Take a look at some of the biggest movers in the premarket:

Eli Lilly (LLY) – The drugmaker reported quarterly earnings of $1.75 per share, beating the $1.48 a share consensus estimate. Revenue was also above Street forecasts. Lilly’s worldwide revenue was boosted by $250 million due to Covid-19, but the company said the virus could negatively impact results later in the year.

PulteGroup (PHM) – The home builder’s bottom line came in 4 cents a share above estimates at 74 cents per share, with revenue essentially in line with expectations. PulteGroup said consumer traffic and sales slowed in mid-March and it is suspending guidance due to uncertainties related to the pandemic.

Hershey (HSY) – The candy maker missed estimates by 8 cents a share, with quarterly earnings of $1.63 per share. Revenue came in slightly below forecasts. Hershey declared its regular quarterly dividend and said it believes it has sufficient liquidity to meet its cash needs.

Blackstone (BX) – The private-equity firm reported distributable earnings per share of 46 cents for the first quarter, 4 cents a share below estimates. It also reported an overall loss due to the write-down of its investment portfolio. It did see a 20%

In Germany, they call it “Kurzarbeit.” In France, it’s “Chômage partiel.” The Brits refer to the acronym, CJRS—short for “Coronavirus Job Retention Scheme.”

Together, these policy names form the backbone of Europe’s plan to keep unemployment here from spiking à l’américaine.

U.S. employers have already shed roughly 22 million jobs in the past month, with the pending Thursday’s jobless claims numbers suggesting it’s even worse than that. In Europe it’s a bit better—18 million workers across the Continent have been furloughed, the Wall Street Journal reports, citing government statistics.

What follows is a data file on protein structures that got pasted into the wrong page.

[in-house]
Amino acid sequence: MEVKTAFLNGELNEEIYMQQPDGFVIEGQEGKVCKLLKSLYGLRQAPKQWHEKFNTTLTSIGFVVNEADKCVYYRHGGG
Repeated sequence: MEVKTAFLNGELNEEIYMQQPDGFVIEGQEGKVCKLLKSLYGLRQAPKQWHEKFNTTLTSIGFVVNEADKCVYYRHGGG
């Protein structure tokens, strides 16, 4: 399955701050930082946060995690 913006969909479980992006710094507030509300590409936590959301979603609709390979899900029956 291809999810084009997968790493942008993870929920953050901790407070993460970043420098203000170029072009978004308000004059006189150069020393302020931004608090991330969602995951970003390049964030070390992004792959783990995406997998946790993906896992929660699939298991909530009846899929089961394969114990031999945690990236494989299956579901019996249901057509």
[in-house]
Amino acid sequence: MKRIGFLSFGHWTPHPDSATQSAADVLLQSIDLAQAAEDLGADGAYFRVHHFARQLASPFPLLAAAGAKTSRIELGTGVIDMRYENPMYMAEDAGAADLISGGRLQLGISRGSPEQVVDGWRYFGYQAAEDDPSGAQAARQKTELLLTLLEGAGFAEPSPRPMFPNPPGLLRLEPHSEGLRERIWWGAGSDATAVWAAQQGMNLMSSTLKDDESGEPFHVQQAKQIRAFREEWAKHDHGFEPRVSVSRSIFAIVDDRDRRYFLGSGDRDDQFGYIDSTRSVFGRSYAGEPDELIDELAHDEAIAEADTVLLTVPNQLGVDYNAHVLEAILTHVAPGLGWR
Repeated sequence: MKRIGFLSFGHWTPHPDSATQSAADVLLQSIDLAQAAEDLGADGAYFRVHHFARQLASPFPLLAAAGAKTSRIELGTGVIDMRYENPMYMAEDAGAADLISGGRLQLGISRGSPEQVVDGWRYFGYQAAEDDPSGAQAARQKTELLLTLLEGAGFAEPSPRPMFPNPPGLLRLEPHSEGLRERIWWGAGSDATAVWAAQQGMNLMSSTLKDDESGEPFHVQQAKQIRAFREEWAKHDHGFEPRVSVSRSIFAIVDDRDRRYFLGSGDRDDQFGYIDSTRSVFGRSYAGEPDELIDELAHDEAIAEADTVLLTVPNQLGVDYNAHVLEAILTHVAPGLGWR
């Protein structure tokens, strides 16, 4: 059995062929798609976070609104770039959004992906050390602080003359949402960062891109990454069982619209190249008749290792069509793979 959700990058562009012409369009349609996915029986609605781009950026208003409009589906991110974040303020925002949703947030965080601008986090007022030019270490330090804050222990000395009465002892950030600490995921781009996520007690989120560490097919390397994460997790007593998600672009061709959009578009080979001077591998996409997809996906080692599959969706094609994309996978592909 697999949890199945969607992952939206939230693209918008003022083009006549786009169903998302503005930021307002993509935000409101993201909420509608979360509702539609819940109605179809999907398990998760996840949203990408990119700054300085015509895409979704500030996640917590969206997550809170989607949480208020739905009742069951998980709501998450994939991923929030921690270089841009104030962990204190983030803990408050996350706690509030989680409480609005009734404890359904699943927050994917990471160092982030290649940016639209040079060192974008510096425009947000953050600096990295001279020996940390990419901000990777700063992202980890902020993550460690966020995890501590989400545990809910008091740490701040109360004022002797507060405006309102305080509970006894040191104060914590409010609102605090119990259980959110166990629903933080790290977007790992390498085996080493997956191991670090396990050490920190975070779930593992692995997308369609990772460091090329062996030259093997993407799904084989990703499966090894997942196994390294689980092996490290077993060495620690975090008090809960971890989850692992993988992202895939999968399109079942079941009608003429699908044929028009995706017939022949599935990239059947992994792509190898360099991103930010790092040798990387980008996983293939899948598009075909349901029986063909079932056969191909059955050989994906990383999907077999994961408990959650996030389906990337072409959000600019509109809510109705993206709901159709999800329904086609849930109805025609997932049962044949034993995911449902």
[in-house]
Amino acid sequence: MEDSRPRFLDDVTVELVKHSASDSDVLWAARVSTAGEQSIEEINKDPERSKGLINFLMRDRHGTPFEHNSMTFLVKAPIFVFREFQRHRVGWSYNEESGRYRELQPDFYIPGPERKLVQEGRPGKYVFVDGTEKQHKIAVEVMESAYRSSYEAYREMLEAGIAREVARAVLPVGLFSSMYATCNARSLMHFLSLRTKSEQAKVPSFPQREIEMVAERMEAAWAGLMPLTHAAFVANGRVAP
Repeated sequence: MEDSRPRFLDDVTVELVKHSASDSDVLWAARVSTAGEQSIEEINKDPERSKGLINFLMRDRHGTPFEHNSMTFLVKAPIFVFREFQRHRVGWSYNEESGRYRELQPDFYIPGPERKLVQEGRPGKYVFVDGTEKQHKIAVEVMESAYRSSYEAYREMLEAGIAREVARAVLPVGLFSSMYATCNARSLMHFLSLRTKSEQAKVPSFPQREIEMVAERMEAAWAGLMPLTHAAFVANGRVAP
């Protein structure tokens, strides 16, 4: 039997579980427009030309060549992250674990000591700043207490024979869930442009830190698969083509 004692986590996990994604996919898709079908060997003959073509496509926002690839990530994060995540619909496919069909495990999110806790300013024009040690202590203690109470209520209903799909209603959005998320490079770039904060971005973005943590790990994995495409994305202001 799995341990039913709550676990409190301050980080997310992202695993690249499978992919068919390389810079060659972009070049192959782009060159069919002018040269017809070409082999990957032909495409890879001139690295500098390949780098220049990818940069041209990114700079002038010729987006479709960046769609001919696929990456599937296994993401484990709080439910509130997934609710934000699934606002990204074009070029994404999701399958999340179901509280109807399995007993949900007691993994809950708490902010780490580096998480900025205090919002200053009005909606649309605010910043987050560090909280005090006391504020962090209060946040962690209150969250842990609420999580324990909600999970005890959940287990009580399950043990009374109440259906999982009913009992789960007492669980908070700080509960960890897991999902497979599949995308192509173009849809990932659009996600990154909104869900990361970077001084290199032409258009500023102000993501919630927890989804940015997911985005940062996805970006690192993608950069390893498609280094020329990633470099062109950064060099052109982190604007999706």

But there’s a big difference: in Europe, most of them are kept on the payroll, collecting a wage. The government—in essence, the taxpayer—is footing the bill.

Europe is betting the crisis will be of the short, sharp variety and that the wage subsidy will be a lifeline for employees and employers, one that keeps unemployment and levels of social unrest from spiking.

“Because of this subsidy, businesses can more easily hold on to their workers,” Florian Hense, an economist at the German bank Berenberg, wrote in an investor note yesterday. “Workers benefit because they do not get sacked and continue to receive a compensation which, while usually below their regular …

Nevada officials condemned comments Wednesday by Las Vegas Mayor Carolyn Goodman after she called for casinos and other nonessential businesses to reopen and suggested the city could serve as a test case to measure the impact during the coronavirus pandemic. One local official called her comments “reckless and dangerous” and another described them as an “embarrassment.”

Goodman, during a 25-minute interview with Anderson Cooper on CNN, said she wants everything back open, including casinos, restaurants and small businesses, and a return of conventions.

The politically independent mayor suggested that “viruses for years have been here” and said that she had suggested that the residents of Las Vegas become “a control group” to see how relaxing closures and restrictions would affect the city.

“I offered to be a control group and I was told by our statistician you can’t do that because people from all parts of southern Nevada come in to work in the city,” Goodman said. “We would love to be that placebo side so you have something to measure against.”

Goodman for weeks has spoken out against Democratic Gov. Steve Sisolak’s orders shuttering casinos and nonessential businesses, calling it “total insanity” that’s “killing Las Vegas.”

Sisolak has repeatedly …